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Political calculus and the film tax credit cut 

Dear The Liberals, I know this is about elections, not #NSFilmJobs.

Dear Nova Scotia Liberal Party,

My name is Ryan Campbell. I'm a young (28) professional, my field is software development, and I'm a proud Nova Scotian and will remain so until the end of my days. I'm writing you a letter—an open letter, which I freely admit is written with the intent of embarrassing you, publicly, as much as my limited ability allows.

Because you deserve it.

Now, I readily acknowledge this province's serious fiscal straits, and the need to address them through major fiscal realignment. I understand that previous generations have irresponsibly racked up 15 billion dollars in debt. I understand you have difficult decisions to make—decisions that shouldn't be political in nature. Decisions that should be made with the future of the province in mind.

And you blew it. Intentionally.

See, your decisions may give the appearance of being benevolent, cutting spending now so that we can thrive in the future. However, you and I both know what was really in mind when you made these cuts—the next election.

Let me elaborate. See, while we young people may make the most noise and have the most energy to spend fighting your destructive policies, you've long since realized the truth about politics in our province—young voters have largely been driven away to seek a better future, and the two groups that make up the vast majority of voters in the province, baby boomers and seniors, are the demographics that really win elections.

You're all very smart people, you're definitely aware of this simple demographic fact. The difference between you and I is that you have the power to affect change, and instead you've decided to cynically exploit a situation for political gain, and in doing so you've abdicated your responsibility to our province. Your cuts have conspicuously avoided two major demographics (baby boomers and the elderly, oddly enough) and conspicuously targeted one group in particular—young people.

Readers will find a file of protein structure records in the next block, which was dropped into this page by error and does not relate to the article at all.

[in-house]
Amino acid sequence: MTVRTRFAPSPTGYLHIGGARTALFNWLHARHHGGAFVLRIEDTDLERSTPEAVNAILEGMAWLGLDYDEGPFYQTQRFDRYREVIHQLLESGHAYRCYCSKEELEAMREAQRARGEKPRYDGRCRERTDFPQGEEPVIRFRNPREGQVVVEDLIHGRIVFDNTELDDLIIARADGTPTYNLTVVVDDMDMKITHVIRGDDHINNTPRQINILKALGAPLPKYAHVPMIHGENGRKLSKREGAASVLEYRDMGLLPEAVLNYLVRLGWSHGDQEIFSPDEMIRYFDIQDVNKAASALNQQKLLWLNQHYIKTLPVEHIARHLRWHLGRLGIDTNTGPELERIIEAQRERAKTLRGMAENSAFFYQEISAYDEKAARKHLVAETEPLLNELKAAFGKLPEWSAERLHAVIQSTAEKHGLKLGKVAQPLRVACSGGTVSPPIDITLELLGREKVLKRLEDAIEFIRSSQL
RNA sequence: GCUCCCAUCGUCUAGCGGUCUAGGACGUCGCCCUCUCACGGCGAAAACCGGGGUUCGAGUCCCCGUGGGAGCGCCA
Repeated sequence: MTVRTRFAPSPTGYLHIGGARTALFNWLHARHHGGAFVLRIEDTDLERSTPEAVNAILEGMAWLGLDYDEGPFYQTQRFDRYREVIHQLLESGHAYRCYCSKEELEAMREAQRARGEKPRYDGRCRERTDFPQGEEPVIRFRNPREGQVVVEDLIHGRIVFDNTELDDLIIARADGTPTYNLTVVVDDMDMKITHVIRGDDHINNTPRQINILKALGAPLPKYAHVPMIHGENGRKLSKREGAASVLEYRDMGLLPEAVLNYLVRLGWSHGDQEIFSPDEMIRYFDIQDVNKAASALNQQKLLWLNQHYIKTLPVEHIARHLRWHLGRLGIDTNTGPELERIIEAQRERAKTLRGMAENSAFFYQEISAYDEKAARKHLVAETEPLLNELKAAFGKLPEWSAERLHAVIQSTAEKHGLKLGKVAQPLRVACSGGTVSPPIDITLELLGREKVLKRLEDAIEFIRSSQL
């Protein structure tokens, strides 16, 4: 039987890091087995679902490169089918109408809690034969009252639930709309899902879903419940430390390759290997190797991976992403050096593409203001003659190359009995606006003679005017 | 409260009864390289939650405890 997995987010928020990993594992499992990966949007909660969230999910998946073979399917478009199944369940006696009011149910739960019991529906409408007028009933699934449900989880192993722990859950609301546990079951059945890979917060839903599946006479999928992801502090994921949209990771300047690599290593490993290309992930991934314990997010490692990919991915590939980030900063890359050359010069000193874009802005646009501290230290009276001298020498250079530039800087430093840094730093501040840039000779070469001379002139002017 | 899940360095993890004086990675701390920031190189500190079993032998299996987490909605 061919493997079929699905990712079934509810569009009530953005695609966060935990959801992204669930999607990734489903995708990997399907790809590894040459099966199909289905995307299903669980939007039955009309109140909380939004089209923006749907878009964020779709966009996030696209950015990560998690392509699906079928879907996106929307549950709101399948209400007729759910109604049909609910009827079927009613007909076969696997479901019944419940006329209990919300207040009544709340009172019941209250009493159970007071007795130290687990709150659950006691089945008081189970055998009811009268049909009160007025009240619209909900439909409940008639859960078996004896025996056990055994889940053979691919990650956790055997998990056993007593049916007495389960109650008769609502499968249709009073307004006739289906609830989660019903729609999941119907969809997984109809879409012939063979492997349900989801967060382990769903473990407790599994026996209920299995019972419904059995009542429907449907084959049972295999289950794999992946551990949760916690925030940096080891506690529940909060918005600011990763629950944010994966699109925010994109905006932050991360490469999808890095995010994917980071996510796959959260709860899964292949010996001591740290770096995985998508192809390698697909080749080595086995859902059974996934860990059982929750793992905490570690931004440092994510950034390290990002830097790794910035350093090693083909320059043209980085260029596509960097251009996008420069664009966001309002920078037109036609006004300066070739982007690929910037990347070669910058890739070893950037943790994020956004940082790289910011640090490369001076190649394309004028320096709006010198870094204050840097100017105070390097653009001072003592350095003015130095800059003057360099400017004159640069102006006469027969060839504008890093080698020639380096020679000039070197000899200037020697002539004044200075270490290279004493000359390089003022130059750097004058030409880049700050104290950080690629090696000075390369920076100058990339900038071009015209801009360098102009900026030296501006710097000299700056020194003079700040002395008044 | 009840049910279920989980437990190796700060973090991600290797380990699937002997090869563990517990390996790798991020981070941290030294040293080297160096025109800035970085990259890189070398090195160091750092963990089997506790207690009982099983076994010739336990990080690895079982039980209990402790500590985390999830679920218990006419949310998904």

First went the graduate tax credit (a decision made immediately after the election, one that you didn't even bother campaigning on for some reason), "replacing it" with the elimination of interest on Nova Scotia student loans.

I'll bet that one tested great with the baby boomer focus groups you tried it out on! Great politics, you guys are clearly very smart. But again, you and I both know the truth here—provincial student loans only make up a small part of the average student's total debt load. In fact, let me use my own situation as a demonstration: I ended school with over $20,000 in student loan debt—of which slightly less than $3,000 was from Nova Scotia Student Loans. You've replaced a program that allowed students to pay off $2,500 in student loan debt per year and save even more in reduced interest payments, a program which quite literally allowed me to stay, work, get married and start a family in the province I love, with a program that saves most students between $2 and $10 per month in interest. Thanks.

Then you went after tuition caps…but don't worry voters, it’s only for a year! Again, it’s very well thought-out, great politics, probably tested great in focus groups. But again, you and I know the truth here. When the caps come back, they won't apply to students from outside of Nova Scotia. In one fell swoop, you've managed to discourage young people who grew up here from staying and going to school, while simultaneously discouraging young people from outside the province from coming here. Intentional, long-term harm has been done, all for political gain.

Finally, the film tax credit. The film industry has been rapidly growing, our actors becoming major international stars, and it’s contributing many times the value of the credit in economic output (which is why premier Stephen McNeil, with a straight face, promised to extend the tax credit during the election campaign—in a strange coincidence the Liberal Party recently deleted any record of that promise from their website, but I found it here), so why would you cut this clearly successful credit? Again, you and I both know the simple answer. The film industry mainly employs young people. They're not going to win you any elections, are they?

So why did you make the cuts at all, if you're actually just the cynical politicians I accuse you of being? Why try to get the deficit under control at all if you really only care about elections? Am I casting you in too harsh a light?

No, no I'm not. You see, if the baby boomer generation has shown they're universally opposed to one thing, it'd be running large deficits. If you did nothing about the deficit, you'd probably lose the next election. However, they're also very opposed to additional taxes…so what were you to do?

I'll tell you what you've done—you've destroyed the future of our province, and you managed to do it while avoiding any (short-term) pain for its two major voting blocs, baby boomers and seniors. You've doomed Nova Scotia to a future of economic stagnation and decline, of further budget deficits and further debt. You've left my generation the mess, and it's not a gift we're very fond of.

But hey, at least you'll win the next election—just be aware that some of us will be working very hard against you.

Sincerely and angrily,

Ryan Campbell, an Anybody-But-Liberal Supporter

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